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    How to prepare for your first trek in Nepal

    Balaram Thapa
    Balaram ThapaUpdated: Feb 1st 2023  |  Travel Tips

    So, you’ve decided to come to Nepal and are looking to go on a multi-day hike – also known as a trek. There are many decisions to make, including when to arrive. There are two seasons that are best for trekking, with mostly clear skies and a lower risk of landslides. This is from Mid-September to November and March to May. Being in Nepal at these times ensures that you will experience pleasant daytime temperatures and that it will not be unbearably cold overnight. December to February is not ideal as Nepal’s winter season snow, and freezing temperatures make trekking more difficult. From June to early September, temperatures rise in Nepal, and there are frequent rain showers as this is monsoon season. While it is still possible to trek, you are unlikely to get the same stunning mountain views you would in the fall.

    Choosing a Trek

    Once you have decided when to arrive, it is time to choose a trek. There are hundreds of routes throughout the country of varying lengths. Some are as short as 5 days, while others can be more than 2 weeks long. Depending on the length of your vacation, other plans in Nepal, and physical fitness, you will be able to find a trek that suits you. You have probably heard about treks like the one to Everest Base Camp or maybe Annapurna Base Camp, but there are many other beautiful destinations. Less popular options will mean fewer tourists and that you are more likely to have a more authentic experience meeting locals.

    Physical fitness is also an important factor in deciding what trek to choose. While there are treks for people of various fitness levels across the country, each has its own challenges. For those who live in the foothills of the Himalayas, it is an easy walk, but when you do not climb steep hills every day, it might be challenging. Ensure you are in good physical shape before you leave for your trek. You must be ready to walk for at least 6 hours each day over all kinds of terrain. Treks are challenging regardless of your fitness level, so be sure to walk, go to the gym or go for runs leading up to your adventure.

    As with all physical challenges, one must take the time to prepare mentally for the walk ahead. Treks can be extreme, and it is not comparable to a one-day hike. It is important to be prepared for challenges, especially relating to altitude. This is not to say that you should be constantly worried and stressed, but you should be aware of the challenges and potential problems you may run into to be prepared to deal with them.

    Reading blogs books and hearing stories from people who have gone on treks before will make you more aware of problems you may not have thought of on your own. This will help you to stay calm, even in difficult situations. For example, you may fall ill, not sleep, or not like the food. However, this is all part of the adventure, and in the end, you’ll see those little challenges are what made the trip so special. Being mentally prepared and keeping a positive outlook will help make your trip much more enjoyable.

    Nepal Hiking Team can help prepare you for the challenges that lie ahead by providing you with guides, porters, accommodations, and more for your trip. Additionally, they can support you in determining which trek will be the best for you and your fitness level.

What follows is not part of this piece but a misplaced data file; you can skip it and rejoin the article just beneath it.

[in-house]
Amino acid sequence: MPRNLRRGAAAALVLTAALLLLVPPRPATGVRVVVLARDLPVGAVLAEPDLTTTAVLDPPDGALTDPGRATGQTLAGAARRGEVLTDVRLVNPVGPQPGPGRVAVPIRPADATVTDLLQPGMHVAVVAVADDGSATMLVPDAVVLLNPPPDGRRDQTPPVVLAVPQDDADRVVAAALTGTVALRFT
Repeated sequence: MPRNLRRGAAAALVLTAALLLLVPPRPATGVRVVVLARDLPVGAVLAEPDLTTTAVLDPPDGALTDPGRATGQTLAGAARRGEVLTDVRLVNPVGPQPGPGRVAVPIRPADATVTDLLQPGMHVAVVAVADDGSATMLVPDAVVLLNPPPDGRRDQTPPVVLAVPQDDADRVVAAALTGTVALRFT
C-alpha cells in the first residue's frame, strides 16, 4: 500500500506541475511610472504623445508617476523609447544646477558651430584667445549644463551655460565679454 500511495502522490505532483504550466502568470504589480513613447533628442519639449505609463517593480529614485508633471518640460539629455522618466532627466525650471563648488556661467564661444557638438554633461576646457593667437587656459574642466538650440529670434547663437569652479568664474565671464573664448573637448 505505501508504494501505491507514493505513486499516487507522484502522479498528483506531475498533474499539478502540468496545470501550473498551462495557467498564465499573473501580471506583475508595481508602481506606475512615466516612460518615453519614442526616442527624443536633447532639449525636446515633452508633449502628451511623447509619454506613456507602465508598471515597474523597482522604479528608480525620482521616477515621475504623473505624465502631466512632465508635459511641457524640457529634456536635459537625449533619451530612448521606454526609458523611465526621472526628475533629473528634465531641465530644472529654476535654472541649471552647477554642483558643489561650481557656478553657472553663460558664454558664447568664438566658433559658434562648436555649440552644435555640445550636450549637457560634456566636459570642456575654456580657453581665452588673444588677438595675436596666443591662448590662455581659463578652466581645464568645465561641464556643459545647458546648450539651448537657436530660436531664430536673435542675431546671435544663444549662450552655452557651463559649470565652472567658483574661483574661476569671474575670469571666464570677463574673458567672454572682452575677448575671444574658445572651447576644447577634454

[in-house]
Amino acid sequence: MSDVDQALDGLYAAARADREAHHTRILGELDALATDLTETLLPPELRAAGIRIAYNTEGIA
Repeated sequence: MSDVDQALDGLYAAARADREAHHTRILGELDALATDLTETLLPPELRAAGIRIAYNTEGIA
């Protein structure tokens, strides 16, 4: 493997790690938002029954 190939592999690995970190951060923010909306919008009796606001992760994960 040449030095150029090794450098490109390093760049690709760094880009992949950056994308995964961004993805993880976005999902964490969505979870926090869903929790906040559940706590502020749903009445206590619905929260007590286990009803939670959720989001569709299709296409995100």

What to Pack?

    So, you’ve booked your flights, made arrangements for a guide, and are now ready to pack your bags. This is an important step as while many things are available for purchase in Kathmandu, you do not want to forget the essentials.

    This includes:

    • Backpack
    • Daypack
    • Hiking boots
    • Flipflops
    • T-shirts
    • Long-sleeved shirts
    • Fleece sweater
    • Thermal shirts and pants
    • Underwear
    • Rain jacket
    • Down jacket
    • Trekking pants
    • Trekking socks
    • Gloves or mittens
    • Trekking poles
    • A small towel
    • Re-usable water bottle
    • Sunscreen
    • Sunglasses
    • A hat for both sun and warmth
    • Toothbrush and toothpaste
    • Deodorant
    • Facewash
    • Dental floss
    • Hand sanitizer
    • Toilet paper
    • Wet wipes
    • Any medication you take regularly
    • Imodium
    • Chewable Pepto Bismol tablets
    • Chewable electrolytes
    • Ibuprofen or Advil
    • Throat lozenges
    • Antibiotics (for stomach bugs)
    • Altitude sickness meds
    • Bandaids
    • Some kind of water purification
    • Headlamp
    • Pocketknife
    • Duct tape
    • Lighter or matches
    • Extra batteries for camera and charging devices
    • Phone charger
    • Tripod
    • Cash
    • Camera

    Much of this list is self-explanatory; however, there are some things that should be talked about specifically.

    Water Safety

    Firstly, water is something many people are concerned about and rightly so. The last thing you want is to fall sick due to water-borne illness in the remote mountains. There are many ways to purify water, including water purification tablets, portable purifiers, and systems like LifeStraw. While all work well, there are pros and cons to each. Water purification tablets allow you to drink water, but you usually have to wait some time for them to work, which is not ideal when you are thirsty and come across a stream. Portable purifiers take more setup and add weight to your backpack. LifeStraw is light and works instantly; however, you will not be able to use dissolvable electrolytes with it. My personal choice is LifeStraw and using chewable electrolytes due to the convivence of the system.